Staten Island’s Indoor Dining Fight Exposes Borough’s North-South Divide

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Sal Finocchiaro, the proprietor of Palermo Pizzeria, located in southern Staten Island’s state-designated “orange zone,” has never met Danny Presti, owner of Mac’s Public House.

But he’s taking his cues from Presti, who’s spurred headlines for his defiance of the state order prohibiting indoor dining in the high-COVID-19 area.

“I literally sent a security guard to our front door,” Finocchiaro told THE CITY Friday. “Last night, the sheriff came and I closed the gates on him, I didn’t let him in.”

Five miles away from Mac’s, the owners of another “Publick House” say they’re frustrated with a lack of government support. Located in the north of Staten Island, it’s in an area where indoor dining is still allowed.

But unlike Finocchiaro and Presti, the owners of O’Henry’s Publick House have no plans to flout regulations if Staten Island’s northern half also has its restaurants shut down. Under new rules detailed Monday by Gov. Andrew Cuomo, the state will close indoor dining in the city if hospitals near capacity.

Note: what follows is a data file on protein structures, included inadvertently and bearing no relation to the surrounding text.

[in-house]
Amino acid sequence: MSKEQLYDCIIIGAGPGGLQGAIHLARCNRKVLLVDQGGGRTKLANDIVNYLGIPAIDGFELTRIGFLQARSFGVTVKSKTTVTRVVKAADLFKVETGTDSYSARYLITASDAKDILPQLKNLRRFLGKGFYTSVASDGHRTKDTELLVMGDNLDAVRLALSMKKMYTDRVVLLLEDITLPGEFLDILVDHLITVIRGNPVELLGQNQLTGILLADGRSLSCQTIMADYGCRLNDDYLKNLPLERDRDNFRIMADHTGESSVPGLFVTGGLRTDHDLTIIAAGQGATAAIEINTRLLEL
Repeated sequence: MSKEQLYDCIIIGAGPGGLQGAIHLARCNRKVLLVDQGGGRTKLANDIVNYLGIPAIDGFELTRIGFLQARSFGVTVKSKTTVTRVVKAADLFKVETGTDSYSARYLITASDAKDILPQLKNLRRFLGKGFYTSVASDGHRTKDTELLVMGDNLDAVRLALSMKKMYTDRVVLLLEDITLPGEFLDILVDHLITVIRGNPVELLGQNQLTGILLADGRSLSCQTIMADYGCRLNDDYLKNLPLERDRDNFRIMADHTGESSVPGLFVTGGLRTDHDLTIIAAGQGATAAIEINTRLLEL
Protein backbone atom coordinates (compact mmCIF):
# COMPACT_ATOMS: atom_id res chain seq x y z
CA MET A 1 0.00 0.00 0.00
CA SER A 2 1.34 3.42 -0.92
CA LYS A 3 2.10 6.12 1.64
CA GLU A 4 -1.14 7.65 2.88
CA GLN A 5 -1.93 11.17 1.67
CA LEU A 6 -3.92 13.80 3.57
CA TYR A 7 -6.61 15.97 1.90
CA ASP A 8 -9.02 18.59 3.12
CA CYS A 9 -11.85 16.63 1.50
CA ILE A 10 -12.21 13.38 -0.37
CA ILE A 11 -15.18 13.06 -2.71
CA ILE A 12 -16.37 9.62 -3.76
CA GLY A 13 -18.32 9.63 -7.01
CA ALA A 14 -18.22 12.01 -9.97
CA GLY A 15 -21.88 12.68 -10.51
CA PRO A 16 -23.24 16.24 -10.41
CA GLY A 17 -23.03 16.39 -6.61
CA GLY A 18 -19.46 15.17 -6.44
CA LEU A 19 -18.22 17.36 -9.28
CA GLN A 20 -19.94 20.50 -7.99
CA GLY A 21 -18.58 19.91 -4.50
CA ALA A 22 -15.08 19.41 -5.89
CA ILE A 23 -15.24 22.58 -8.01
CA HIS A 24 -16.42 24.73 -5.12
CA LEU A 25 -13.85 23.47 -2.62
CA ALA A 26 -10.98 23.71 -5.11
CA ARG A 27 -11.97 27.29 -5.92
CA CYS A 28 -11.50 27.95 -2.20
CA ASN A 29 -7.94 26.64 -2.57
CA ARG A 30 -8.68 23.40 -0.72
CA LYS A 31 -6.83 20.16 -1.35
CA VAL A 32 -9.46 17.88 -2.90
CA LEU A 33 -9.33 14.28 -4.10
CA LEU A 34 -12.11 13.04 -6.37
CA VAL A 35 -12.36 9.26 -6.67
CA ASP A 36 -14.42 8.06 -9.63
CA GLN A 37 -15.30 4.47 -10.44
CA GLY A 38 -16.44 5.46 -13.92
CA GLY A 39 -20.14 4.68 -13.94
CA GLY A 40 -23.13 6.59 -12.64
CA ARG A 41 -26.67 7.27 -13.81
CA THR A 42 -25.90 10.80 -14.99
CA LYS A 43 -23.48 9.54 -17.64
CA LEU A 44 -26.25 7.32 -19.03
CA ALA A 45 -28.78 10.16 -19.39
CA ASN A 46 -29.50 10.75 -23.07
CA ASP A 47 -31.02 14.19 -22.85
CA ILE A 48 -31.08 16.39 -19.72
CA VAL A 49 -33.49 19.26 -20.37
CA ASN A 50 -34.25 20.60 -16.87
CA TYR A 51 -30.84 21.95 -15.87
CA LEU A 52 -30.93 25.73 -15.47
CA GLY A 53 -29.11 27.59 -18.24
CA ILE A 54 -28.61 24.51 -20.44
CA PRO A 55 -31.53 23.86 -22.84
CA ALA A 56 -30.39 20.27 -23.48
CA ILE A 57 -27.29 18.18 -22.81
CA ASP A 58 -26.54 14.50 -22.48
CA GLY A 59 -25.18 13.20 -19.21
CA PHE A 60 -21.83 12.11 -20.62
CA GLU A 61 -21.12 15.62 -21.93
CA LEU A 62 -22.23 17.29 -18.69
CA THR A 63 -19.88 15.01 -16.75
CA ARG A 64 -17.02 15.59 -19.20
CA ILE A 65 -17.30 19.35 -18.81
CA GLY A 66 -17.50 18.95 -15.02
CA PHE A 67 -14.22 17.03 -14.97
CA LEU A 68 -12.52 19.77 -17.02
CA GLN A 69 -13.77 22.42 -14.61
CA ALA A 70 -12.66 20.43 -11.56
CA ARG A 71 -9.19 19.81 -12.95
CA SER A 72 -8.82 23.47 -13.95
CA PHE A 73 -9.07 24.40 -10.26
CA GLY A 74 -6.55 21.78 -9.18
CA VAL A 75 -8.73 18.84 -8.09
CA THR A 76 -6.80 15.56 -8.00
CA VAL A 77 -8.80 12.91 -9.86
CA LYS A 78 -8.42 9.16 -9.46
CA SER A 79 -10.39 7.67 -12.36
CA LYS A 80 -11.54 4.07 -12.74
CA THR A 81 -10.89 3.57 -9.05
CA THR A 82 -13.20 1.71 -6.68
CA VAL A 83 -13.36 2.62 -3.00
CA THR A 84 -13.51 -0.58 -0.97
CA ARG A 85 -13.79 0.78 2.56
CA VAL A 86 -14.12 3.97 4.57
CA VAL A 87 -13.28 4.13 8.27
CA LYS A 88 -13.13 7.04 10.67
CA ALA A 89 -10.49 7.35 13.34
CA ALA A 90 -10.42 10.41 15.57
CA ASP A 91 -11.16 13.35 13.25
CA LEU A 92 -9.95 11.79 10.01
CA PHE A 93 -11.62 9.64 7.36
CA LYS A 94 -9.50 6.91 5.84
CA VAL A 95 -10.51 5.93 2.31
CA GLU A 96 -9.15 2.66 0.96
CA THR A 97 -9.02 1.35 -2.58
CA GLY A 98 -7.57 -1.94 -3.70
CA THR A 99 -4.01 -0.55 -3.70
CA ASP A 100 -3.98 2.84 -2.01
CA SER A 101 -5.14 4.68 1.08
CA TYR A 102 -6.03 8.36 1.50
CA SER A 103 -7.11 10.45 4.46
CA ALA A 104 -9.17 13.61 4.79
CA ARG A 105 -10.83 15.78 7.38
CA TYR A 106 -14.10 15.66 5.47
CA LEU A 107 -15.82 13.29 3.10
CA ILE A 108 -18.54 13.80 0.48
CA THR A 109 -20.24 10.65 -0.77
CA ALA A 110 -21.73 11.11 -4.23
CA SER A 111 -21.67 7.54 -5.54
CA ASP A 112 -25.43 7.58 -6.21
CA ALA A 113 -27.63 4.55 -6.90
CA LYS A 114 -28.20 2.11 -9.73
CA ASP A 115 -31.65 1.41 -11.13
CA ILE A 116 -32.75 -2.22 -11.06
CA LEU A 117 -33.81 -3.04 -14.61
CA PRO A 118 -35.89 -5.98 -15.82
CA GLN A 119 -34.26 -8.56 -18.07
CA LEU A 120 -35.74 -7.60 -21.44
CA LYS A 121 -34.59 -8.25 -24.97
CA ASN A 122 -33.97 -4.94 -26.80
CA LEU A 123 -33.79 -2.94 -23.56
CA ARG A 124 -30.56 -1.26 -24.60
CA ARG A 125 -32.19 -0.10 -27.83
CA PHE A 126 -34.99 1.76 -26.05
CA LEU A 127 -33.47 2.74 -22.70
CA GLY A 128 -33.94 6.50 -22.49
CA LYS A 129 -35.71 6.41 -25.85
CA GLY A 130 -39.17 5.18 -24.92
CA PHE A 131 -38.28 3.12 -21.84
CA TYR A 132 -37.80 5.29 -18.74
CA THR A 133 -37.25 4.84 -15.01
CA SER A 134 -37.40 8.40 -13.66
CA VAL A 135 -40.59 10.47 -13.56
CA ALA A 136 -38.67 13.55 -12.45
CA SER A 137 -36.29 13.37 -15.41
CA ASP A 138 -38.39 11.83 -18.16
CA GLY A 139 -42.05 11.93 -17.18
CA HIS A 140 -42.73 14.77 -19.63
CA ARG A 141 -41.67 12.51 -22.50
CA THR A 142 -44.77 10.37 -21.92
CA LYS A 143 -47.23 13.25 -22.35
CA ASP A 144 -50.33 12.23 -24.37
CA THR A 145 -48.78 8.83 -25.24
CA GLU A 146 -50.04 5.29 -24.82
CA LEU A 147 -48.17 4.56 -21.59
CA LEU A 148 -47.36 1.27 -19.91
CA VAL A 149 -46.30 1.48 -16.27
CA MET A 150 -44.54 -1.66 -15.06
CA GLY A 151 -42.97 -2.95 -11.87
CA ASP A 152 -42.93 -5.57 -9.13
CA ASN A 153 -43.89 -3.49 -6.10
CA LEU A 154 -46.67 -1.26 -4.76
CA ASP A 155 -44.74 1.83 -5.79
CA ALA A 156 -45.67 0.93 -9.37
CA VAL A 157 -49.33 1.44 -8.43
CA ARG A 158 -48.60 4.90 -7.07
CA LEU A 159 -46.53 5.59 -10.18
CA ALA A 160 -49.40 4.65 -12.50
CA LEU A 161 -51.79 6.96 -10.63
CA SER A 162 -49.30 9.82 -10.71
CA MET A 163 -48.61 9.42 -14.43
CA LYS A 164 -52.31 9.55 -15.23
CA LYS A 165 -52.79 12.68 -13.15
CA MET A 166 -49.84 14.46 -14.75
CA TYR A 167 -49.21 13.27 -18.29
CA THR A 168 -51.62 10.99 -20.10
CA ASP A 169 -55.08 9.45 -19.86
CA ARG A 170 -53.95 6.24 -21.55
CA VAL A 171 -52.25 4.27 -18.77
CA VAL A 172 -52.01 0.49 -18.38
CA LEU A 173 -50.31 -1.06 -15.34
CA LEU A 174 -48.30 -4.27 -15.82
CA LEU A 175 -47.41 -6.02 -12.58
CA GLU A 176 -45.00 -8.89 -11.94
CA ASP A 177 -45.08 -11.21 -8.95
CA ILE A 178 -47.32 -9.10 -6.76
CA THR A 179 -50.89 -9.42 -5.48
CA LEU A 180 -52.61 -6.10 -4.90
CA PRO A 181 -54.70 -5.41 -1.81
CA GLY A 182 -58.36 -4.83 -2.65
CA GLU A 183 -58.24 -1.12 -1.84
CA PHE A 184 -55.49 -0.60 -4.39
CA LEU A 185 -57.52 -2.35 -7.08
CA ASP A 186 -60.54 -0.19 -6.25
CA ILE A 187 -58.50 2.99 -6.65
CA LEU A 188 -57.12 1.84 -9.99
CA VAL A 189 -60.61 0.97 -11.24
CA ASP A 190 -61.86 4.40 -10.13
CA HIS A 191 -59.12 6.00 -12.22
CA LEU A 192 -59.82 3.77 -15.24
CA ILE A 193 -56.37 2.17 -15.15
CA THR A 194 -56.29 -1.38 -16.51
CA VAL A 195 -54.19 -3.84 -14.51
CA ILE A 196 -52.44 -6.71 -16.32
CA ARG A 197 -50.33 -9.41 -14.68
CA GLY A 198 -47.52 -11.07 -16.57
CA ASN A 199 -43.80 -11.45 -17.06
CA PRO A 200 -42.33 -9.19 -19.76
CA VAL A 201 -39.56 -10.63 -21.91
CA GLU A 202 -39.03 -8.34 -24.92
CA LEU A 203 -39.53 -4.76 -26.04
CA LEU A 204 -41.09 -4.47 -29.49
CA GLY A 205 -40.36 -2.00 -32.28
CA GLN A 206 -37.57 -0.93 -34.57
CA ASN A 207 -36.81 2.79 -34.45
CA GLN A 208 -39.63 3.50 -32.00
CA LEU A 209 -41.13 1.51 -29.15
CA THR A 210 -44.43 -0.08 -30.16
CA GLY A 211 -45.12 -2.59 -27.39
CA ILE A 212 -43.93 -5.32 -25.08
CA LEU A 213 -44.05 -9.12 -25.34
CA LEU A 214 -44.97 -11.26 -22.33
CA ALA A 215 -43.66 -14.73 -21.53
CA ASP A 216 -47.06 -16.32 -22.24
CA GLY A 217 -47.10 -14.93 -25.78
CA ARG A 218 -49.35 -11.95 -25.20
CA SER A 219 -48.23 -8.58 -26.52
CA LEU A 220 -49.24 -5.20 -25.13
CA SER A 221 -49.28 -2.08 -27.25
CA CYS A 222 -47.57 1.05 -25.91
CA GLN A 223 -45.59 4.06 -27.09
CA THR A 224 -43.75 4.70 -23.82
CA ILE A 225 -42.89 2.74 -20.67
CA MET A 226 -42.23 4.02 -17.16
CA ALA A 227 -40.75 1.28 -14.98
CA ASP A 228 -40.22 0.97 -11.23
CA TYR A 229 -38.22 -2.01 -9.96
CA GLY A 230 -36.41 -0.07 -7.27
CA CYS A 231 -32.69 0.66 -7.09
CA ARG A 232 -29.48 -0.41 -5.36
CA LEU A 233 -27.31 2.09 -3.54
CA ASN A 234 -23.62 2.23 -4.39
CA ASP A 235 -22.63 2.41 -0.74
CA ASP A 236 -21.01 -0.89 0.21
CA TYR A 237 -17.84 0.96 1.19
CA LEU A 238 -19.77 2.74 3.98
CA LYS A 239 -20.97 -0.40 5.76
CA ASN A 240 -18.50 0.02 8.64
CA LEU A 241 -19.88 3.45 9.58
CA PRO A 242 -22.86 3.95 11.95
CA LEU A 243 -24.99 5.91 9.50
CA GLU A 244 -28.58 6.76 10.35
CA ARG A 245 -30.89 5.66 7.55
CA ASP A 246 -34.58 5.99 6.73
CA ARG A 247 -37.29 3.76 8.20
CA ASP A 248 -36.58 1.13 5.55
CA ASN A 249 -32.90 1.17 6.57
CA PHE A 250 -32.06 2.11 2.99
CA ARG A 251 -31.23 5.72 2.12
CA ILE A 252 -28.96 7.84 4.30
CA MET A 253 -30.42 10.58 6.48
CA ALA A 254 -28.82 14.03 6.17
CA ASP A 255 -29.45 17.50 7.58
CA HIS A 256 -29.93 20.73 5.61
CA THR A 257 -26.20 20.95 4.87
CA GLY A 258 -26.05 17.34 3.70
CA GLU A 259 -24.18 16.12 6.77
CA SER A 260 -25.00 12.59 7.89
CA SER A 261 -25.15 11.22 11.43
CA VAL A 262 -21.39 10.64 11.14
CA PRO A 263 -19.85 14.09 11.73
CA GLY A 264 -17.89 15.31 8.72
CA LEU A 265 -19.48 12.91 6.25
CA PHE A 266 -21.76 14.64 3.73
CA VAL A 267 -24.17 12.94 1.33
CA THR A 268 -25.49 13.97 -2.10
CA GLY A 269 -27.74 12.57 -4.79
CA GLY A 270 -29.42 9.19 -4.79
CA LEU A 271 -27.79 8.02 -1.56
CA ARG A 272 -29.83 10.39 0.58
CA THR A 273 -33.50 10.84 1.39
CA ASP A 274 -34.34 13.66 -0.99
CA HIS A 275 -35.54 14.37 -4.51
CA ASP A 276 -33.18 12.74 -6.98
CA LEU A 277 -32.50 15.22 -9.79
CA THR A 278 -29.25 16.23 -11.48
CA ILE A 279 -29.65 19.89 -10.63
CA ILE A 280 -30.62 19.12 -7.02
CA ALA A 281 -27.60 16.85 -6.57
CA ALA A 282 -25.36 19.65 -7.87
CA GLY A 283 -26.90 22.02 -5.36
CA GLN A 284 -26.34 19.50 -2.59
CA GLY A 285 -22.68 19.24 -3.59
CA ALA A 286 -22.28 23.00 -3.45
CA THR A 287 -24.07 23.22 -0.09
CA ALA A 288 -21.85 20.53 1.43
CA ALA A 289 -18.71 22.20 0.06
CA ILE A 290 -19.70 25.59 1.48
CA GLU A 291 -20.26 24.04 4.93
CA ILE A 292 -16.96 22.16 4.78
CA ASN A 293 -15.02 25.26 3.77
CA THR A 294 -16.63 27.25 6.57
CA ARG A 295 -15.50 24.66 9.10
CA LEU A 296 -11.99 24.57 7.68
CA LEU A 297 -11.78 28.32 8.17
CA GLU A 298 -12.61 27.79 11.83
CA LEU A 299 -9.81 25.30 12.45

And instead of leading rallies like Presti, O’Henry’s has been preparing meals to feed homeless Staten Islanders through Project Hospitality.

“We don’t want to be mistaken for folks who are operating in that way,” said Bobby Digi Olisa, a co-owner of O’Henry’s Publick House, a British-style pub.

The differing approaches reflect a split between the Staten Island’s northern and southern halves that traditionally has centered on electoral politics and has extended in recent months to the reaction to COVID-related mask rules and business restrictions.



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